Architect Eugene Tssui
The first thing I noticed about Eugene Tssui when I met him at a ruth weiss event sponsored by The Beat Museum in 2016, was that he’s a pretty fancy dresser. We sat next to each other as ruth performed, and later made small talk during intermission. I was introduced to his friend, Melody Miller, who told me she was a filmmaker from Los Angeles, and how blown away she was by the power and uniqueness of ruth’s performance. The three of us spoke about how a big part of the Beat ethos was authenticity—and how, in many ways, ruth could be characterized as the very epitome of Beat authenticity.
I didn’t meet Eugene again for quite a few years, though I did soon find myself working on a project with Melody. She called me not long after the night we met at that earlier performance in North Beach, because she was interested in making a documentary about ruth, and asked if I would make a personal introduction. Melody wound up spending many hours here at the Beat Museum interviewing ruth, myself, and others. The ultimate result of that introduction was the movie ruth weiss: The Beat Goddess (2019), which won over twenty awards at film festivals all over the world.
I was fortunate enough to attend a few of those screenings in the Bay Area, and at one of them I bumped into Eugene again, and discovered that his wife, Elisabeth P. Montgomery, was Executive Producer of the film. Eugene remembered me because I had appeared in Melody’s movie, and he appreciated the focus I helped bring to the film’s celebration of authenticity, and how ruth lived her life with purpose.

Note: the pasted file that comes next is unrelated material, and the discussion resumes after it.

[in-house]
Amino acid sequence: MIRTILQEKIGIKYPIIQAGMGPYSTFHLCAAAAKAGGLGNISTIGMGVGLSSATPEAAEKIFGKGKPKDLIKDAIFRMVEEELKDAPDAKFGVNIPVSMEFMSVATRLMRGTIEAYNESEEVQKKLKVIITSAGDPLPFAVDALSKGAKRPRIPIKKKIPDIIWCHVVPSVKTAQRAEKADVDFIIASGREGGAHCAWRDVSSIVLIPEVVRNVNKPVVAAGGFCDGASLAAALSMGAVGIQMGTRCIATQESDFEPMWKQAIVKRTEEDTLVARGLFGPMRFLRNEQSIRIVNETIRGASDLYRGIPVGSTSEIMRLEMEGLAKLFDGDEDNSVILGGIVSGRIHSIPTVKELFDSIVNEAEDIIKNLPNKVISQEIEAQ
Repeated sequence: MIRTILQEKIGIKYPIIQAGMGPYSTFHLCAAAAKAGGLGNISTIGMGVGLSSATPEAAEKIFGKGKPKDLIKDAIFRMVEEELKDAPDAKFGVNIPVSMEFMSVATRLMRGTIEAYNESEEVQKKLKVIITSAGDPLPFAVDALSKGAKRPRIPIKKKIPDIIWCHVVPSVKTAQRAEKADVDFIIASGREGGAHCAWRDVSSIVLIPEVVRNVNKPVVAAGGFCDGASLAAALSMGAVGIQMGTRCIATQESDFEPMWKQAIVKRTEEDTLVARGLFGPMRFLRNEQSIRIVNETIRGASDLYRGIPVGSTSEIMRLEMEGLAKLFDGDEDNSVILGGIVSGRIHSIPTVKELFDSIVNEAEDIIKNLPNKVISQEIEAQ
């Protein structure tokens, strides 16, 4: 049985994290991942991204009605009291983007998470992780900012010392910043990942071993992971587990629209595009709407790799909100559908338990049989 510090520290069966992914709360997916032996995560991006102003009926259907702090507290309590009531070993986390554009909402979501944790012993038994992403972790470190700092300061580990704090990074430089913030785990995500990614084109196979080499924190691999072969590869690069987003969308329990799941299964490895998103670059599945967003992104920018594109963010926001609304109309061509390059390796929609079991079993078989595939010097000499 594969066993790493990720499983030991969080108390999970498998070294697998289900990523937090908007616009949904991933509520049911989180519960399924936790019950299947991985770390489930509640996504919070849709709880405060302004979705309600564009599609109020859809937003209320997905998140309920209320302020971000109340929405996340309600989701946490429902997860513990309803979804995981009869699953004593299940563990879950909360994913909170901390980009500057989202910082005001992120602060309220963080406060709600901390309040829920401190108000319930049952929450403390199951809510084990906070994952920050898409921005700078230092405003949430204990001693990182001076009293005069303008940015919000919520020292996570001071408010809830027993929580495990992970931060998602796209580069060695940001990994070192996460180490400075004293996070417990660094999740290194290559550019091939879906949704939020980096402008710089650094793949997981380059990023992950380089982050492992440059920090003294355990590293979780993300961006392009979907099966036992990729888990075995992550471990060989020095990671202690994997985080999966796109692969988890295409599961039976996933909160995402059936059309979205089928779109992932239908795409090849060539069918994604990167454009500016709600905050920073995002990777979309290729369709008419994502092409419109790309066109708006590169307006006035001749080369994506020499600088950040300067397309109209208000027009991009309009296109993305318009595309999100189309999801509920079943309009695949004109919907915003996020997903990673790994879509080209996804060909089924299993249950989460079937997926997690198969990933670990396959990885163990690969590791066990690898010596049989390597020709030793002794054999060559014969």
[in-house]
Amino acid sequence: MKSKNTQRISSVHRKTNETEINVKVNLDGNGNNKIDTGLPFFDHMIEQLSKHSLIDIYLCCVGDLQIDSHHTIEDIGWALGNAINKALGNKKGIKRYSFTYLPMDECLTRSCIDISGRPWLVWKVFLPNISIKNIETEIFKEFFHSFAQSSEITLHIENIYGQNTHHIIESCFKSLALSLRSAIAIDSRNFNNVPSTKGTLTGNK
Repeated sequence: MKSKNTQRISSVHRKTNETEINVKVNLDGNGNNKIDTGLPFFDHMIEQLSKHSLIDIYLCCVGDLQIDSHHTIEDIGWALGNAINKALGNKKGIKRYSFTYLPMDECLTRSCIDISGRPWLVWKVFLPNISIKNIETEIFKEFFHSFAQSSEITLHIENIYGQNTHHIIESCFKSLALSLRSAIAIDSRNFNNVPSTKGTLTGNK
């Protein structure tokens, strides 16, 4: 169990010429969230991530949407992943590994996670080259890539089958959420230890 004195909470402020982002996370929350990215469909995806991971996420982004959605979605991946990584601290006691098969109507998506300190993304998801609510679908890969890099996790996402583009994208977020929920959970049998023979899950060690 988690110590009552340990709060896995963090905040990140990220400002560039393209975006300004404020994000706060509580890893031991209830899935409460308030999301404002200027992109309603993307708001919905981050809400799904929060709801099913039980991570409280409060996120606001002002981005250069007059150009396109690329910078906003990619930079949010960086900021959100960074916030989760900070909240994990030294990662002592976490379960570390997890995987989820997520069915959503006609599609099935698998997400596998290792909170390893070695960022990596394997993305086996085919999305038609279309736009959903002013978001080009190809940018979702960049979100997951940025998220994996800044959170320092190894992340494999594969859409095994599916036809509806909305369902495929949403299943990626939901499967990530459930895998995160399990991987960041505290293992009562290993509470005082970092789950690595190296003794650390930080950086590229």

It was during my second conversation with Eugene, years after our initial meeting, that I started to get a sense of what a truly deep and remarkable person Gene is. I learned he was an 8-time world amateur boxing champion and a 4-time Senior Olympics gymnastics champion as well. I was also impressed to find he not only enjoyed wearing unusual, extravagant clothing, but that he designed much of his wardrobe himself. Talk about authenticity and creative expression! The fact that he is an architect didn’t even come up.
“What I’m doing architecturally is to change the world. And that means to be the kind of human being who values creativity and individual expression much, much more.”
It wan’t until early 2021 that I happened to have a casual conversation with Eugene’s wife, Elisabeth Montgomery, about the uncertainty related to the future of the Beat Museum in North Beach. Our building was built in 1910, and it was supposed to have undergone a seismic retrofit a couple years ago, until it was delayed by the pandemic. When this retrofit does occur, our entire operation will likely have to go into storage and we will permanently lose the use of our second floor. Because our 15-year lease at our current location just expired in April of 2021, we have since been operating on a month-to-month basis. Given the uncertainty on so many fronts, we have been exploring the possibility of a new location, even a new building. Elisabeth’s response was rather casual, but sincere: “Jerry, Eugene is a rather well known architect, and I’m sure he’d be happy to offer some advice if you’re interested.”
So began my six month journey with Eugene Tssui. We started with some low key conversations over the phone, where I described my vision of what the Beat Museum could ultimately be. I described how the Beats changed the world, along with who they were influenced by, and who they subsequently influenced.
Eugene had no real experience with the Beats; it’s Elisabeth who has been the longtime fan. But when we started to discuss concepts like the spirituality of the Beats, their focus on the environment and the natural world, and other issues like inclusivity and diversity, not to mention creative expression and authenticity, we realized we were both speaking the same language.
- Renaissance Man
- 8-time world amateur boxing champ
- 4-time Senior Olympics gymnastics champion
- Clothing designer